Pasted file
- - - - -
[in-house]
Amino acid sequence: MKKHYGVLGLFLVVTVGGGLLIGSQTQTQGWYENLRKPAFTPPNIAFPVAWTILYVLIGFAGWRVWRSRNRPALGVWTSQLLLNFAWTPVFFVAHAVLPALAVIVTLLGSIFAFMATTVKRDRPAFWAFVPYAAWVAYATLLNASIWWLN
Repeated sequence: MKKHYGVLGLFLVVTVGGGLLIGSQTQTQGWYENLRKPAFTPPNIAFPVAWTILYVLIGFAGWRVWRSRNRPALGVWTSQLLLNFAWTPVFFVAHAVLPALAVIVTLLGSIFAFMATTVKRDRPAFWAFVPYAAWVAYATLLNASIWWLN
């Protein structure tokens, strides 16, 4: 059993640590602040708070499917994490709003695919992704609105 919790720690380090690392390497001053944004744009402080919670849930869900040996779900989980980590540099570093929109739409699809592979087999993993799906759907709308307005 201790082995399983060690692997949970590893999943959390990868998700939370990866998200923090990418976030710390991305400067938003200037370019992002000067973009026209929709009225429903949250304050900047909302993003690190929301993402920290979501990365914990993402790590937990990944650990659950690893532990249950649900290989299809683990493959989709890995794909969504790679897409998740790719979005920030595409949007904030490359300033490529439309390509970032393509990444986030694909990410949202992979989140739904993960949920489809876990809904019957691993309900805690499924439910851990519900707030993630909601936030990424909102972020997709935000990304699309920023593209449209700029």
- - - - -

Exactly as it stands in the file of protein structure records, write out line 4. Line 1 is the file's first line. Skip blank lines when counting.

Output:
């Protein structure tokens, strides 16, 4: 059993640590602040708070499917994490709003695919992704609105 919790720690380090690392390497001053944004744009402080919670849930869900040996779900989980980590540099570093929109739409699809592979087999993993799906759907709308307005 201790082995399983060690692997949970590893999943959390990868998700939370990866998200923090990418976030710390991305400067938003200037370019992002000067973009026209929709009225429903949250304050900047909302993003690190929301993402920290979501990365914990993402790590937990990944650990659950690893532990249950649900290989299809683990493959989709890995794909969504790679897409998740790719979005920030595409949007904030490359300033490529439309390509970032393509990444986030694909990410949202992979989140739904993960949920489809876990809904019957691993309900805690499924439910851990519900707030993630909601936030990424909102972020997709935000990304699309920023593209449209700029």